The great thing about listening to music or podcasts is that with headphones, this is something that can be done almost anywhere. So, wherever you may find yourself, if you’re over or understimulated, this is likely to be an action you can take to help with that.


A person gently holding the noise cancelling headphones around their neck

3) Snacking (healthily)


This is something that can lead to bad habits if not careful, but healthy snacking is something that can help with focus and managing under or over stimulation. This can provide stimulation in multiple ways: taste, touch, texture, smell, etc. Something I like myself is having carrot sticks around for something I can easily snack on if I’m feeling understimulated. The crunchy texture of them can really help, and just the act of eating can act as a stim. Plus no one is going to tell you off for eating more vegetables!


Of course, if what you need is taste or texture, there are non-food options as well. I’m personally not a fan of chewing gum, but some people find that it can help them manage stimulation. Chewable stim toys are also a possibility, although they may not be suitable for, say, an office environment.


Talking of stims, this brings us to the next point:


4) Stimming/fidgeting


Stimming or fidgeting is something a lot of us do already, often without even realizing it, because it’s such a great way of managing stimulation levels. Stimming can involve all sorts of different physical activities, such as toe tapping, leg bouncing, humming, or fiddling with your hands and fingers. There are also a wide range of various fidgets that can help with managing stimulation. Also, don't overlook using everyday objects as stim toys! I'm frequently fidgeting with pens, and the advantage of this over over fidgets is that it's much less likely to raise eyebrows in something like an office environment.


If simple stimming isn't working for you, maybe you can try taking it up a level, which brings us to:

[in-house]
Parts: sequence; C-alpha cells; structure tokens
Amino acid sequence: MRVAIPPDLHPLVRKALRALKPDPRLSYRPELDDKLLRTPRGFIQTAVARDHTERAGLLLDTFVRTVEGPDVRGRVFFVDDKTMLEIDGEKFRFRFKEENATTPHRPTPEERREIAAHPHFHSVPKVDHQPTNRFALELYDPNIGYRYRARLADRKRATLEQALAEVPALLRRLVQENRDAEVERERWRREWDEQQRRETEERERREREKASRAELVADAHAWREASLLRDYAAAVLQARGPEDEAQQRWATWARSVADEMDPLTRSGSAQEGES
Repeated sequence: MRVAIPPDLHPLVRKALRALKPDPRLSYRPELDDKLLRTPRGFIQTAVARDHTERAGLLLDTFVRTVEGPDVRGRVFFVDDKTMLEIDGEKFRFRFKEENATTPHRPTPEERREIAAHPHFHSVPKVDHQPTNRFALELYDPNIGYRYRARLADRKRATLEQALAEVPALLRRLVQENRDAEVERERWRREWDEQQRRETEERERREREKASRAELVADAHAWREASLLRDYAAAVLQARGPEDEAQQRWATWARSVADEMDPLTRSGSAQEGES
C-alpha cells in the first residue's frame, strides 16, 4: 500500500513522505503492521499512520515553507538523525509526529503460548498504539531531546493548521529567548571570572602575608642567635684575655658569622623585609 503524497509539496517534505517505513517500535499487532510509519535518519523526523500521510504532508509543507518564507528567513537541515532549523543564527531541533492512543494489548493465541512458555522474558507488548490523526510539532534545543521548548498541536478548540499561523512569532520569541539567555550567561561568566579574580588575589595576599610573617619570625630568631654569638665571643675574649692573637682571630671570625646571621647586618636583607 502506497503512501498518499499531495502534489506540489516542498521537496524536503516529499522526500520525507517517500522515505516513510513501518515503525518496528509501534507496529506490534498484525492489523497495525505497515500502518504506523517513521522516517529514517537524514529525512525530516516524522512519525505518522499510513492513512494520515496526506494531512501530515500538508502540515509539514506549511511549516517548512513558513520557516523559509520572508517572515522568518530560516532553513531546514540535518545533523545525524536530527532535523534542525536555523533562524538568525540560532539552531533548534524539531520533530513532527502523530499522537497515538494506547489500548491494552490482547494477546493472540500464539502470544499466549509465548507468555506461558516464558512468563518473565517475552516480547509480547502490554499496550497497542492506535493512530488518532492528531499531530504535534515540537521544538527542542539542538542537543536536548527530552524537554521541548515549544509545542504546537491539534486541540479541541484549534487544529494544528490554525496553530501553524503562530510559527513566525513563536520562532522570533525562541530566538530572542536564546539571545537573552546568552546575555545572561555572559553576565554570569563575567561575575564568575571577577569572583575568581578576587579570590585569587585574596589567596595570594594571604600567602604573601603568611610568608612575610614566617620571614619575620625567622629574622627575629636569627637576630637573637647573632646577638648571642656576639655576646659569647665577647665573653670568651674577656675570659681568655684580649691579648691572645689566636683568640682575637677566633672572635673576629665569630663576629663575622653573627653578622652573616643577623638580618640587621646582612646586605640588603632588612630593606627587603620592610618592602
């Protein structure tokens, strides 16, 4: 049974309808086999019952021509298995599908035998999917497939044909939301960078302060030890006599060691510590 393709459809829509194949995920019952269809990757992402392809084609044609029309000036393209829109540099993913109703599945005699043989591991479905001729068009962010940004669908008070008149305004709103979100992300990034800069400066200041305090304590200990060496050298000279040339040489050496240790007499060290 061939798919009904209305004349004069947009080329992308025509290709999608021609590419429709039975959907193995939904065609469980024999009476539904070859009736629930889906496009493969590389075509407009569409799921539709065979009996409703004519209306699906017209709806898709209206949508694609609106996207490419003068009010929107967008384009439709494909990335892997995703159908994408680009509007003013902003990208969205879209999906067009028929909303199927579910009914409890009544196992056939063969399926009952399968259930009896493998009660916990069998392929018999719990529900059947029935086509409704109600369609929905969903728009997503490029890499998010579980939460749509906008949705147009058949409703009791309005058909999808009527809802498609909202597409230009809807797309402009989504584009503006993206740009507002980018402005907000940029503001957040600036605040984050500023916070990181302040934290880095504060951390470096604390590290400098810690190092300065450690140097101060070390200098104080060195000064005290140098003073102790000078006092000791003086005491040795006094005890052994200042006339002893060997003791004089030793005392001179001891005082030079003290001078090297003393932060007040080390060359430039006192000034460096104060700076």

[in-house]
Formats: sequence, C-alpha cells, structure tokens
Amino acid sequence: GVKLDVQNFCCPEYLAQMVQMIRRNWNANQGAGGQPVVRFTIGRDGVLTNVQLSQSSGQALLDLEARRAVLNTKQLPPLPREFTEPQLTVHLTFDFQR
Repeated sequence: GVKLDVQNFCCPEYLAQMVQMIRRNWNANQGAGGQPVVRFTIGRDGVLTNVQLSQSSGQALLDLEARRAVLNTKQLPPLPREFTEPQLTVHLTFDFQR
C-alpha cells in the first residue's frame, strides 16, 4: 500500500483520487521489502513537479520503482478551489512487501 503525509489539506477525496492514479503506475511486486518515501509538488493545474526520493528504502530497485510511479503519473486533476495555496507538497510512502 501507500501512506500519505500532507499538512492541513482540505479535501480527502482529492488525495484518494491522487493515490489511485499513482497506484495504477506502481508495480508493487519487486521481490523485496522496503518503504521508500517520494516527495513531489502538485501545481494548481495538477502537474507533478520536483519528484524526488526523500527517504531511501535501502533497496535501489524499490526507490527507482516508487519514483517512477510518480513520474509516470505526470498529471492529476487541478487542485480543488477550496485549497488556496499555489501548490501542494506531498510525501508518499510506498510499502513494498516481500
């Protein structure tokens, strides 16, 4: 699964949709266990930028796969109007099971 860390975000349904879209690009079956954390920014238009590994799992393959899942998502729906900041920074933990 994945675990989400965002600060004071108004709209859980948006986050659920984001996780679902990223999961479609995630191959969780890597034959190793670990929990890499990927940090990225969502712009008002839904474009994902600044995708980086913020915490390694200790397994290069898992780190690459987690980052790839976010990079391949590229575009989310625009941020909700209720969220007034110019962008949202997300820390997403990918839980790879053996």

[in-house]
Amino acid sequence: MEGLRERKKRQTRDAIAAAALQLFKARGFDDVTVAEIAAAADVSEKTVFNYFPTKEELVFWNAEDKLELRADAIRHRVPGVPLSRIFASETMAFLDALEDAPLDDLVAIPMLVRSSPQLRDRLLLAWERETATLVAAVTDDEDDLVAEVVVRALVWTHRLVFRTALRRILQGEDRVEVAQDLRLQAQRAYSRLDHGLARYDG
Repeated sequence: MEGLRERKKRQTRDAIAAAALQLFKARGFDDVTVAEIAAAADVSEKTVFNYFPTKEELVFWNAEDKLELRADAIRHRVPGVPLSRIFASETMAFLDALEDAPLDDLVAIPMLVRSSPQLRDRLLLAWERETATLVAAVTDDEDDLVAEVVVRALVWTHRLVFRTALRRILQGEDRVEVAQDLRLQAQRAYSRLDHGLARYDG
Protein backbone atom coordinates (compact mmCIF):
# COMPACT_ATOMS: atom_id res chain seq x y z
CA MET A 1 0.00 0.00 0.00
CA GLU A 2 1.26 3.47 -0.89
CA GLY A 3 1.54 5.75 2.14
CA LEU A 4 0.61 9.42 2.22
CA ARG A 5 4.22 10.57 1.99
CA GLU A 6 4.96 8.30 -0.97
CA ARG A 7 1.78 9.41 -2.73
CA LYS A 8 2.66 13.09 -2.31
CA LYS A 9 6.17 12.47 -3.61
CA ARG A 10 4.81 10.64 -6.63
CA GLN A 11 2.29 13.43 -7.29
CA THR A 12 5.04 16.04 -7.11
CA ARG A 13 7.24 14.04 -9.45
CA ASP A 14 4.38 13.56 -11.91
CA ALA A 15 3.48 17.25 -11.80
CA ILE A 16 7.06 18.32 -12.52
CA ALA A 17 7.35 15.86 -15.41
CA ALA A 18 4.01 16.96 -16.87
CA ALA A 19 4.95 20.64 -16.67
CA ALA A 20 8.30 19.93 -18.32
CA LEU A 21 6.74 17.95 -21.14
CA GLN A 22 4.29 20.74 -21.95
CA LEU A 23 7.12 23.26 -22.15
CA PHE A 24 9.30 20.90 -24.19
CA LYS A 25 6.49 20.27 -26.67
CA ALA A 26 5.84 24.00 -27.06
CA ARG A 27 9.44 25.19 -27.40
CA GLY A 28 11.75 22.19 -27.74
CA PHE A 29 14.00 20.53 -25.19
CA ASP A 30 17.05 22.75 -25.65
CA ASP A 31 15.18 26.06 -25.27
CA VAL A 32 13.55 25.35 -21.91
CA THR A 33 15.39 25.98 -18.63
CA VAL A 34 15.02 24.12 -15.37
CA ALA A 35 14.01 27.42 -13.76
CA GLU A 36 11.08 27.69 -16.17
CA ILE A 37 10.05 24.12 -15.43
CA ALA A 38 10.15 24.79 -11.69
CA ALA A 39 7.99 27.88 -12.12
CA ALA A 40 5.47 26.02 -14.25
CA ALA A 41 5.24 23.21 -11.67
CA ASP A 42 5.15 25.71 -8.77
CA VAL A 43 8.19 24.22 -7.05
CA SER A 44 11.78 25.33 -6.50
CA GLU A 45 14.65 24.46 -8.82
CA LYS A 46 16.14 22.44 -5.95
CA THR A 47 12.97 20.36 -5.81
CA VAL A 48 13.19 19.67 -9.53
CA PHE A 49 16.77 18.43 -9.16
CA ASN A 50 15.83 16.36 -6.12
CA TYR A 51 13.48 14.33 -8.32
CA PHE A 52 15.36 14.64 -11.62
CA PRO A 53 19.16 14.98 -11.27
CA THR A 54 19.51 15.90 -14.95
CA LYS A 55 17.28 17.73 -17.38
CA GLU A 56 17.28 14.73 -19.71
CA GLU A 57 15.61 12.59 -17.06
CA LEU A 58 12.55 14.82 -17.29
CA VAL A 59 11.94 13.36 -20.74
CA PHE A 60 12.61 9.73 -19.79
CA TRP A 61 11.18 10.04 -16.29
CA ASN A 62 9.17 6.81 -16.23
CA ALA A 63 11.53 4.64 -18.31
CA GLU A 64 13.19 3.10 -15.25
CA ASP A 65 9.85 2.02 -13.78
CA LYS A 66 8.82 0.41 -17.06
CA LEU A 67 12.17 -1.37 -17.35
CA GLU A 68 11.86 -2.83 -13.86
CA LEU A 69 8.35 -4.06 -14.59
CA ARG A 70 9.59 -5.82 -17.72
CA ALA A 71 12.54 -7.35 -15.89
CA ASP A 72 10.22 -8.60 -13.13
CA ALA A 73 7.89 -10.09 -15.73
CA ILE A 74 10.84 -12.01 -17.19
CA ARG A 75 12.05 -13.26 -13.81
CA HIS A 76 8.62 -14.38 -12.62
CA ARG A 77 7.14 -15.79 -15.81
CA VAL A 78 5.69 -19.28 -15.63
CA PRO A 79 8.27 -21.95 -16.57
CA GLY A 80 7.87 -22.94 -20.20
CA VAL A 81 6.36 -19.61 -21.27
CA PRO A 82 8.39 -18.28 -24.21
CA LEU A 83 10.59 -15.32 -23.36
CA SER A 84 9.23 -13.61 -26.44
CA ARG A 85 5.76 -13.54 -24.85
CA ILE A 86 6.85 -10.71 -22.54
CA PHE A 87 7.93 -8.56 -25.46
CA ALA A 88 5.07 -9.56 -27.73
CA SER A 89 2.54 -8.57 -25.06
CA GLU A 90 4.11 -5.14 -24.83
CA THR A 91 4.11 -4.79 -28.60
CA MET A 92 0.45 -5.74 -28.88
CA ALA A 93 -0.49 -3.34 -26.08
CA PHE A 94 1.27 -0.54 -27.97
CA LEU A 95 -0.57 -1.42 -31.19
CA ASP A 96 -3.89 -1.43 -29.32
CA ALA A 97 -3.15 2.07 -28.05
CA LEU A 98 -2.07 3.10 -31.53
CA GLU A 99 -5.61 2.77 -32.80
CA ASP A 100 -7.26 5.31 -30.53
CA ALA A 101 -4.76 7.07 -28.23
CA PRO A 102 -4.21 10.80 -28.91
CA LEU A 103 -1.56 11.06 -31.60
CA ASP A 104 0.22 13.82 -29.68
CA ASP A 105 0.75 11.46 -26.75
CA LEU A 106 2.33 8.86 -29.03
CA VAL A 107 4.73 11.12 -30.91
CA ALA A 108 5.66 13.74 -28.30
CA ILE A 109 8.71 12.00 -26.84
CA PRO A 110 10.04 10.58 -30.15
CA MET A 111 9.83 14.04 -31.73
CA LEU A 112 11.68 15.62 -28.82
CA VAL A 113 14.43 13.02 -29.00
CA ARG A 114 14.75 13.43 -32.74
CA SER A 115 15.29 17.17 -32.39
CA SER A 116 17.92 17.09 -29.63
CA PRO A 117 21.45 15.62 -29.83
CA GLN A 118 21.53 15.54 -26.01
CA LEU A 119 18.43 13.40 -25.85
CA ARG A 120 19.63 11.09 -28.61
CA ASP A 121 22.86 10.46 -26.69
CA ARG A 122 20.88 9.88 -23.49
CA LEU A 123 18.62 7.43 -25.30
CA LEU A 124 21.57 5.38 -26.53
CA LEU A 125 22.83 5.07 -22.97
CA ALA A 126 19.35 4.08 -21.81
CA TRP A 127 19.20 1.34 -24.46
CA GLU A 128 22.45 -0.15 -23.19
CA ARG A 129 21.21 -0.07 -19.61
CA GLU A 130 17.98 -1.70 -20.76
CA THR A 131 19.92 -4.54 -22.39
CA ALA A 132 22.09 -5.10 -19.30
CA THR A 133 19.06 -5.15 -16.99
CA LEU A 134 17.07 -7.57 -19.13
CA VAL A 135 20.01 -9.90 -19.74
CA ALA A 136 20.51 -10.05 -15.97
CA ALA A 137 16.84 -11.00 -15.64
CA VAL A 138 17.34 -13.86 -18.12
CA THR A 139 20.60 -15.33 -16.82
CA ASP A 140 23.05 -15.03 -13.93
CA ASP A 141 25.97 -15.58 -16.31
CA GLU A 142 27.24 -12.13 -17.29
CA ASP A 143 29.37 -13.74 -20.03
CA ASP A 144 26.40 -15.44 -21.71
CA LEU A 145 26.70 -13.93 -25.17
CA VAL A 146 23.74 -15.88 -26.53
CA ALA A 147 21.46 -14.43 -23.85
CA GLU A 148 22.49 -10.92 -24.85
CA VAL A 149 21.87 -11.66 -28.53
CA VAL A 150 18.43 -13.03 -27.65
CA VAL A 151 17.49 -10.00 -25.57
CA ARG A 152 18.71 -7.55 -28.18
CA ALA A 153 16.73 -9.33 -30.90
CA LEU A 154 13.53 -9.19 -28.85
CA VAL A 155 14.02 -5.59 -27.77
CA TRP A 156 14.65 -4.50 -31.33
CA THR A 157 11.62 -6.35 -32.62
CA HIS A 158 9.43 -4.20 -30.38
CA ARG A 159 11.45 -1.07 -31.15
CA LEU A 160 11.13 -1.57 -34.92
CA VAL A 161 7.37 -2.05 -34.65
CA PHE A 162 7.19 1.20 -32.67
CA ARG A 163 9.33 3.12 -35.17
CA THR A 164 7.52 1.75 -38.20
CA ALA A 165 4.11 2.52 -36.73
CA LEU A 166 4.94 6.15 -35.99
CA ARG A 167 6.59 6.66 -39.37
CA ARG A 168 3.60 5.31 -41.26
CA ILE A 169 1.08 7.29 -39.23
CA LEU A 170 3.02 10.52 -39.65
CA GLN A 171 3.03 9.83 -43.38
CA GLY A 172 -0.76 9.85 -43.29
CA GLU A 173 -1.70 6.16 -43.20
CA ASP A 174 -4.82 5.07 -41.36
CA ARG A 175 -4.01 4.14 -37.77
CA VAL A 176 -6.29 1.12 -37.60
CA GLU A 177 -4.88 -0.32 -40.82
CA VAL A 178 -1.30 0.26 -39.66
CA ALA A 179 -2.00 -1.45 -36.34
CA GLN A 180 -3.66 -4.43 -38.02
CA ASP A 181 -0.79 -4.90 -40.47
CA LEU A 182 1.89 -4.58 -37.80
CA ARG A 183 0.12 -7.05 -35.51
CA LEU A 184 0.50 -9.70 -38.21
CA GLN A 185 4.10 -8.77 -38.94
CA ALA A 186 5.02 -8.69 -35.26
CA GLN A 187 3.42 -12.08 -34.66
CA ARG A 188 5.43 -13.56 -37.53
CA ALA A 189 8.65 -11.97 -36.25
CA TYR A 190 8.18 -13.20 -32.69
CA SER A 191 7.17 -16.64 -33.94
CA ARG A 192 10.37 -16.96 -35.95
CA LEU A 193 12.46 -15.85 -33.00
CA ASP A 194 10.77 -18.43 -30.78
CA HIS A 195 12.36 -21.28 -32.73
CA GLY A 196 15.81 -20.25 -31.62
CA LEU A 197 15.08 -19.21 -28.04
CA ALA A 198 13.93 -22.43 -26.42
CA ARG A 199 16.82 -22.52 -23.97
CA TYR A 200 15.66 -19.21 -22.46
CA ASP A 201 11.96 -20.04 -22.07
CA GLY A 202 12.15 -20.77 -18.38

5) More intense physical activity


If you’re willing and able, more intense physical activity can also help manage stimulation. For instance, you could try walking, running, jumping, etc. This may mean having to take a break from whatever you’re doing, but it can often be worth it if you are feeling stressed or bored. Anyway, us ADHD'ers often get our best ideas when we're doing something physical!


Sometimes a brief spurt of activity is just what we need, and this helps not just while exercising, but it continues to help afterwards as we feel more regulated and our minds feel more relaxed. So, you get to feel better and be healthier at the same time!


A excitedly person jumping into the air

6) Acceptance


The last step we can take is perhaps the most important, and that's to accept that sometimes we're going to struggle with stimulation levels, and that's okay. We've all had times we've had to sit through painfully tedious meetings, or there's just been so much going on around us that we're completely overwhelmed. When this happens, don't blame yourself or get angry with yourself or think that you're a failure because you're struggling. I know I often feel bad if over- or under-stimulation is stopping me from doing what I feel like I should be doing, but playing the blame game with yourself just leads to negative spirals that make things worse.


Instead of getting angry or frustrated, be kind with yourself. Accept that you're in a difficult situation and that you're doing your best. Try to remember the other strategies mentioned in this article, and use any you think are appropriate and that might help. It can be hard to remember coping strategies when you're already struggling, but it gets easier with time, and practicing these strategies can help to make those difficult situations just a little bit more manageable.